FOR IMMEDIATE RELEASE
August 15, 2012
Contact: Ian Foley
Ag Officials Investigate Invasive Snail
HELENA, Mont. -- Montana Department of Agriculture and U.S. Department of Agriculture officials are investigating the discovery in Montana of a land-dwelling snail species not previously found in the western United States.
USDA's Animal and Plant Health Inspection Service confirmed August 9 that terrestrial snails collected about 20 miles southeast of Great Falls were eastern heath snails (Xerolenta obvia), a species native to eastern Europe that spreads by attaching to cargo containers or other conveyances used in international shipping.
State and federal officials are surveying the surrounding area to determine the extent of the population and what actions might be appropriate.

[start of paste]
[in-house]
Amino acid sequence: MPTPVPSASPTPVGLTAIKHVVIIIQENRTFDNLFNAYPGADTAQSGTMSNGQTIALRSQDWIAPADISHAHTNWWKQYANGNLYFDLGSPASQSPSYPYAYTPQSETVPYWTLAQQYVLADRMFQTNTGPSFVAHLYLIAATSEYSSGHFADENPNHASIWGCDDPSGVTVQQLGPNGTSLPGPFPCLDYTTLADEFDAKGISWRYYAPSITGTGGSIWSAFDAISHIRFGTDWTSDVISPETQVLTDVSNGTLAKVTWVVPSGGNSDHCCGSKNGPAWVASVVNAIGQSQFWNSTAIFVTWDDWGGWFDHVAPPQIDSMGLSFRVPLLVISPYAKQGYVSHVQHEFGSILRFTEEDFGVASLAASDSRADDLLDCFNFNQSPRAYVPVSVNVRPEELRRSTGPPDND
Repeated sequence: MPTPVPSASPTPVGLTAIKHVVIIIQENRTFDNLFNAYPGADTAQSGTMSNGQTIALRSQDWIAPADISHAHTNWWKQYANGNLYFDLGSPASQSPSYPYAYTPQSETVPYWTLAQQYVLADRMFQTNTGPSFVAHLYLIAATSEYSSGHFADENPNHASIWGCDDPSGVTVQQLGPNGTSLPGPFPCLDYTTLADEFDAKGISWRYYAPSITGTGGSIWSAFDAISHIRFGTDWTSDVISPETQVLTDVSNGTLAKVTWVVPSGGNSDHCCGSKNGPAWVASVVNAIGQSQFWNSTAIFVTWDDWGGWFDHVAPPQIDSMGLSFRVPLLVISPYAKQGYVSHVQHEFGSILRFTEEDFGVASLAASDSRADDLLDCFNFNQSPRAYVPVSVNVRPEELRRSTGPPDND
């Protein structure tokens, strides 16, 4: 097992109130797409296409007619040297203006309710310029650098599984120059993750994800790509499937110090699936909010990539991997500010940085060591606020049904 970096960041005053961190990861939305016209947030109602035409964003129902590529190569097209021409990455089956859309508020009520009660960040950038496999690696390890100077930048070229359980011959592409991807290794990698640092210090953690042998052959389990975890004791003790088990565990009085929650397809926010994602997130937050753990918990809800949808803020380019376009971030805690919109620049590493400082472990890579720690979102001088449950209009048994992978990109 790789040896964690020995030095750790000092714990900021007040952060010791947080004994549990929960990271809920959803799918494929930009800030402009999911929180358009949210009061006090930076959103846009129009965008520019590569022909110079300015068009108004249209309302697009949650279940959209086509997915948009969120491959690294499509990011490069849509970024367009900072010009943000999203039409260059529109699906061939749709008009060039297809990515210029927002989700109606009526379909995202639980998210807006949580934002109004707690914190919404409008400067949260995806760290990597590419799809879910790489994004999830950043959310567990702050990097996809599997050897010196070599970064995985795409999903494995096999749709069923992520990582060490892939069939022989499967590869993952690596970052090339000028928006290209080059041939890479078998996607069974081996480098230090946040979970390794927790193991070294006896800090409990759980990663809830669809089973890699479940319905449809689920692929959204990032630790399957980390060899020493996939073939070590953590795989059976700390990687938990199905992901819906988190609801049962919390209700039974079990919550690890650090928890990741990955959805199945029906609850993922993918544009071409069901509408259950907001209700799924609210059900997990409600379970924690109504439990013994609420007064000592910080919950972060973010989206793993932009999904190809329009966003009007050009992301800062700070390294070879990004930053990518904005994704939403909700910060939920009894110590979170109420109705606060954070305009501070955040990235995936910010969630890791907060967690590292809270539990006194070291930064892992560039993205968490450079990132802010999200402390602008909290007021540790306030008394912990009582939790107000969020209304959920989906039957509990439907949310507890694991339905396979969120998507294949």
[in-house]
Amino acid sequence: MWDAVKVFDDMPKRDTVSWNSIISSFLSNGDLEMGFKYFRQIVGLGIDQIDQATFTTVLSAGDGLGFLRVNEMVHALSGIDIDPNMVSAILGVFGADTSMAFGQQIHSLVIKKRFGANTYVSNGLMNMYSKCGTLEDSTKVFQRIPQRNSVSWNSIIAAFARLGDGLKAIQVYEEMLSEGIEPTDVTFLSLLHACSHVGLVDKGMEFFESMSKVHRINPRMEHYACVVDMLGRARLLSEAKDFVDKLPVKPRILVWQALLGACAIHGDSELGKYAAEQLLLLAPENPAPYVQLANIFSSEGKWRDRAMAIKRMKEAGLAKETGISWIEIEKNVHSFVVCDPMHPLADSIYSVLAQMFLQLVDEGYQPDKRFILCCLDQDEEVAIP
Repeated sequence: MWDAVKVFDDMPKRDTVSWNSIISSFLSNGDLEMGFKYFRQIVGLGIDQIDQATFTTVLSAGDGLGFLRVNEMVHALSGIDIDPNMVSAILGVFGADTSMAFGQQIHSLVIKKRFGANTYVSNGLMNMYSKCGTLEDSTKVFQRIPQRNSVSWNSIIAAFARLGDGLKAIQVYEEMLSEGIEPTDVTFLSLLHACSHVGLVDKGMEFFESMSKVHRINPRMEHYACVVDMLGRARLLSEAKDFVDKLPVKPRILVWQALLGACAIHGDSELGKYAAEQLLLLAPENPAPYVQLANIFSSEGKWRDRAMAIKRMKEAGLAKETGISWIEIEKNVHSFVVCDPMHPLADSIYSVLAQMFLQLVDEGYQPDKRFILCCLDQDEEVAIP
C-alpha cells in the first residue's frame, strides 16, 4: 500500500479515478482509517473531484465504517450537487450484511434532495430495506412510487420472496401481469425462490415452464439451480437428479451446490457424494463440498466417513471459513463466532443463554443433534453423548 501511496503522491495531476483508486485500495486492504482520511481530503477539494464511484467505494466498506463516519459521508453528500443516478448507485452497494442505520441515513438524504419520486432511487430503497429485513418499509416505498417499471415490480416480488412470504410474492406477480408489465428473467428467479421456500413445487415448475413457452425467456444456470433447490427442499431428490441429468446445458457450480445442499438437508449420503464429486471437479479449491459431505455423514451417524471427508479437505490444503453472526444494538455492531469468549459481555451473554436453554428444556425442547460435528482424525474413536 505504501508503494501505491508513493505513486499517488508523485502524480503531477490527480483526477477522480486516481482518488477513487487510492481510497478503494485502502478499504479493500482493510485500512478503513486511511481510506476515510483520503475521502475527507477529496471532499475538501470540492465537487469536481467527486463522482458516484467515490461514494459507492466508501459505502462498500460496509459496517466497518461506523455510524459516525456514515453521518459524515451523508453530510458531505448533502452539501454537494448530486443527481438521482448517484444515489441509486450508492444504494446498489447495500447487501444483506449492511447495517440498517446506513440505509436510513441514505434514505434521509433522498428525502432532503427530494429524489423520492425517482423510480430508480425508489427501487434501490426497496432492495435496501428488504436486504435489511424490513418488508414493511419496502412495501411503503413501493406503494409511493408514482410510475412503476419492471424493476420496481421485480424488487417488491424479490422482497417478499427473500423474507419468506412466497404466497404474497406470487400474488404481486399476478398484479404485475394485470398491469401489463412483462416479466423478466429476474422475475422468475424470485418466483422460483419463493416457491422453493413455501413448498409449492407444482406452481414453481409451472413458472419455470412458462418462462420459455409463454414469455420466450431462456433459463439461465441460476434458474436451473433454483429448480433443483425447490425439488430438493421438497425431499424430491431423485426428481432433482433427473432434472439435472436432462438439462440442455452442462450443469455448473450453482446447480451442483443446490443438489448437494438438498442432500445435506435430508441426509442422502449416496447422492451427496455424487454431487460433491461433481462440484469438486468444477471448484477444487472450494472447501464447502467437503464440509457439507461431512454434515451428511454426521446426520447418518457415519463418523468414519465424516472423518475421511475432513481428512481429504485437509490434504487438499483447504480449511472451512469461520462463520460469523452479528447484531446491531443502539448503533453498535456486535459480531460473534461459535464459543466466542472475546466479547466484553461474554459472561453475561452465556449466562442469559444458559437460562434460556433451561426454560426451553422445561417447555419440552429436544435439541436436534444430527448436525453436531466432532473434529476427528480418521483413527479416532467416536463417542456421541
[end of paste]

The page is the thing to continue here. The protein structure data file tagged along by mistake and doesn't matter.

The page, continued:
"We routinely conduct surveys for invasive pests that could damage crops or the environment. This discovery was unusual because the only other known instance of heath snails in the United States is in Michigan," said state agriculture Director Ron de Yong.
Eastern heath snails were found in 2001 in Detroit near a heavily trafficked shipping area adjacent to Ontario, Canada, where a larger population of the snails exists. Xerolenta obvia is one of several snail species identified by USDA planning documents as a potential pest of U.S. agriculture, and control measures are recommended.
Heath snails lay eggs in the soil, infest a wide range of plant species including beans, peas, grapes and weeds, and can contaminate other crops such as grass hay and grain. In eastern Europe, the snails are known to prefer dryland climates. The snails are flat rather than conical, slightly smaller than a dime in diameter, and have white shells with dark brown spiral bands.
Information about the discovery will be updated via Montana State University's Ag Alert network at www.mtagalert.org. Questions about the pest or identification of suspect snails can be addressed to the USDA Plant Protection and Quarantine office in Helena at 406-449-5210 or the Montana Department of Agriculture's Pest Management Bureau at 406-444-9430.